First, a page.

Christmas 2018

Christmas 2018

Good Morning and Merry Christmas!

Charles Spurgeon once said, You only have to read the Gospels, and look with willing eyes, and you shall behold in Christ all that can possibly be seen of God. One of the great things about Christmas and the Christmas season is that the main focus in the scriptures tends to be in the Four Gospels, Matthew, Mark, Luke and John. These are, for lack of a better word, biographies of Jesus Christ.

If anyone has ever encouraged you to read the Bible, more regularly, every day, or at all, it is likely that they told you to start in one of the four Gospels. And that is a great place to start. We see the birth, the life, the teachings, the death and the resurrection of Jesus Christ in the Gospels.

But there tends to be two things that we either miss, or we skip over all together. The first, is where we are going to start this morning and that’s in Jesus Genealogy. Go ahead and open up your Bibles to Matthew Chapter 1. When you open up to the New Testament, to the Gospels, Matthew is the first book. And the very first thing Matthew does is list Jesus’ ancestors, his genealogy. Along with his genealogy comes the 2nd part. We often skip right over the Old Testament or look at it as purely a history book.

But Jesus, who he is, where he comes from, is so much more important than skipping over those things. We are going to see why we are celebrating his birth and what it means to our future.

So let’s go ahead and read out text for this morning. Matthew Chapter 1. verses 1-17. I’ll be reading out of the English Standard Version. Matthew stats by writing:

The book of the genealogy of Jesus Christ, the son of David, the son of Abraham.

2 Abraham was the father of Isaac, and Isaac the father of Jacob, and Jacob the father of Judah and his brothers, 3 and Judah the father of Perez and Zerah by Tamar, and Perez the father of Hezron, and Hezron the father of Ram,[a] 4 and Ram the father of Amminadab, and Amminadab the father of Nahshon, and Nahshon the father of Salmon, 5 and Salmon the father of Boaz by Rahab, and Boaz the father of Obed by Ruth, and Obed the father of Jesse, 6 and Jesse the father of David the king.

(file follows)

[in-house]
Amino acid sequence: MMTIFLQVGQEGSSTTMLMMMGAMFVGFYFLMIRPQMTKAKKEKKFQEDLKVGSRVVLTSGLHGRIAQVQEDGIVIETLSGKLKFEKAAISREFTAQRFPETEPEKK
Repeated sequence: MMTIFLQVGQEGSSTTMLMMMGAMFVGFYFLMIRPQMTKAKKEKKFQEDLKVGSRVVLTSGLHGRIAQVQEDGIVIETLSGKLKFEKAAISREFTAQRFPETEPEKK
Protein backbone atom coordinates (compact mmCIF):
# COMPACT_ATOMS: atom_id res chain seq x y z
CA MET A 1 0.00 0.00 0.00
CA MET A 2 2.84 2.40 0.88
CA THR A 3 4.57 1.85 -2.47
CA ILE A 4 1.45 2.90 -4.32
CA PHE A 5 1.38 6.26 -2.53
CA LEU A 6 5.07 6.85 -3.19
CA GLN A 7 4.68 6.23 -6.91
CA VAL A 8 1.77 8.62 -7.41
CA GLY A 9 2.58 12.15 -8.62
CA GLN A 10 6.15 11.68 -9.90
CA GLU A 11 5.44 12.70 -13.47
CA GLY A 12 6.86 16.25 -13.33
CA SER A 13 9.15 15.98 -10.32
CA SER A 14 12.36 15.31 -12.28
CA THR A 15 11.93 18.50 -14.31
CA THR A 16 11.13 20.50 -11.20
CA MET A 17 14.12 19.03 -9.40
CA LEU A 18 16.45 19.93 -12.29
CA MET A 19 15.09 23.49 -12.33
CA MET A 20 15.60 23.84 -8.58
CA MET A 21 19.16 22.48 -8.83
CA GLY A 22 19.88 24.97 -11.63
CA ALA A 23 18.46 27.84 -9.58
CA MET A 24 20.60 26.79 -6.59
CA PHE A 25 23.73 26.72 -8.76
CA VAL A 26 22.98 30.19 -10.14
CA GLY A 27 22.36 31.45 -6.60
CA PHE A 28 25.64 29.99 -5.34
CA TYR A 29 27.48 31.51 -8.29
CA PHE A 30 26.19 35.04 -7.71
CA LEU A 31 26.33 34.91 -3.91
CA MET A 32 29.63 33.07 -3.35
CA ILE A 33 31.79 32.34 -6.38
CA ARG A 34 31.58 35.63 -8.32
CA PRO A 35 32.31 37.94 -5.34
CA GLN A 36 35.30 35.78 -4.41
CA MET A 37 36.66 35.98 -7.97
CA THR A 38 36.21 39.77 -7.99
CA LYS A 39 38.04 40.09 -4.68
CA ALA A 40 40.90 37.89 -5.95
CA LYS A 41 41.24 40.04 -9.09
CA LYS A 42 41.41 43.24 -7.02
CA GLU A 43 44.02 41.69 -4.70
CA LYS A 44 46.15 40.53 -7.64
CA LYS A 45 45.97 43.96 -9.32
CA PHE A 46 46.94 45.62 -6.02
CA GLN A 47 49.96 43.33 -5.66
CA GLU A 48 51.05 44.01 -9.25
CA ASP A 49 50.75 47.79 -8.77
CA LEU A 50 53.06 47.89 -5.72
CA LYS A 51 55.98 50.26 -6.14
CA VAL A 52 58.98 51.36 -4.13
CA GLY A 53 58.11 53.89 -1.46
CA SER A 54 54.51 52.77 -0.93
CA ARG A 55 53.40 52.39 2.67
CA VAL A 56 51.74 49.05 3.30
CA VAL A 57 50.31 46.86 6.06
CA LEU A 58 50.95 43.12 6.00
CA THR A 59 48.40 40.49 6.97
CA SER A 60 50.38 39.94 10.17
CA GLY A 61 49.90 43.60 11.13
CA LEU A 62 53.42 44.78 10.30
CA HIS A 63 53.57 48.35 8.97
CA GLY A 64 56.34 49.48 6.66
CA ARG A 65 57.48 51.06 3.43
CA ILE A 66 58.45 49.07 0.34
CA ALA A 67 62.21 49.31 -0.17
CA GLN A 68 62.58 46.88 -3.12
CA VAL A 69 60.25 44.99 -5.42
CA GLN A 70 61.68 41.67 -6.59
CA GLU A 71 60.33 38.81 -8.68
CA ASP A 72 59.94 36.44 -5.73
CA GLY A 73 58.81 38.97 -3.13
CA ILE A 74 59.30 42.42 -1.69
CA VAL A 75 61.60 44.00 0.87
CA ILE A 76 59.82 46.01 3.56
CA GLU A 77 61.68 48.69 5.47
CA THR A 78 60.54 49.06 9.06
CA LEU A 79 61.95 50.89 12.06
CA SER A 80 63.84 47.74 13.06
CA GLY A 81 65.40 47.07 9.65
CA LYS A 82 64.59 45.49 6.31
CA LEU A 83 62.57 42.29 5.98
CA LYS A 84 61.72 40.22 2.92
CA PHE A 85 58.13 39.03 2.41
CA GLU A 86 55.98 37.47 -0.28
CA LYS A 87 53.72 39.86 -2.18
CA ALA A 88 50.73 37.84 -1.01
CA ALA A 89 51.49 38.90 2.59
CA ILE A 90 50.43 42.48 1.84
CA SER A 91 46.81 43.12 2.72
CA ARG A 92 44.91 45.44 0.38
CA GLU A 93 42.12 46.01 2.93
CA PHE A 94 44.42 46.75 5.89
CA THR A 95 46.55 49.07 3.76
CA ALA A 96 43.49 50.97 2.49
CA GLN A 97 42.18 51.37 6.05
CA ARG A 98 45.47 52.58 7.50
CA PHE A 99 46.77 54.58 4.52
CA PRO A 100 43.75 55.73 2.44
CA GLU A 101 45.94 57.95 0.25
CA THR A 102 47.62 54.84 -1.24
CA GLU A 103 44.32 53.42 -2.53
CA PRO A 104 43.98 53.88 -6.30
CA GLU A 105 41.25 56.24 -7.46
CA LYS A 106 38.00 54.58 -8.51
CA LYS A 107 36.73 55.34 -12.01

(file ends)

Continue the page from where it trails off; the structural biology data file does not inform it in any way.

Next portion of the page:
And David was the father of Solomon by the wife of Uriah, 7 and Solomon the father of Rehoboam, and Rehoboam the father of Abijah, and Abijah the father of Asaph,[b] 8 and Asaph the father of Jehoshaphat, and Jehoshaphat the father of Joram, and Joram the father of Uzziah, 9 and Uzziah the father of Jotham, and Jotham the father of Ahaz, and Ahaz the father of Hezekiah, 10 and Hezekiah the father of Manasseh, and Manasseh the father of Amos,[c] and Amos the father of Josiah, 11 and Josiah the father of Jechoniah and his brothers, at the time of the deportation to Babylon.

12 And after the deportation to Babylon: Jechoniah was the father of Shealtiel,[d] and Shealtiel the father of Zerubbabel, 13 and Zerubbabel the father of Abiud, and Abiud the father of Eliakim, and Eliakim the father of Azor, 14 and Azor the father of Zadok, and Zadok the father of Achim, and Achim the father of Eliud, 15 and Eliud the father of Eleazar, and Eleazar the father of Matthan, and Matthan the father of Jacob, 16 and Jacob the father of Joseph the husband of Mary, of whom Jesus was born, who is called Christ.

17 So all the generations from Abraham to David were fourteen generations, and from David to the deportation to Babylon fourteen generations, and from the deportation to Babylon to the Christ fourteen generations.

At first glance, this is simply a list of names. Something we should read, but really just gloss over when we read. But when we truly look at this, this is a history of Israel and their complete looking towards the coming savior. Now, the first thing question that comes up is, “Why do they need to look forward towards a savior?” Good Question, I’m glad you asked.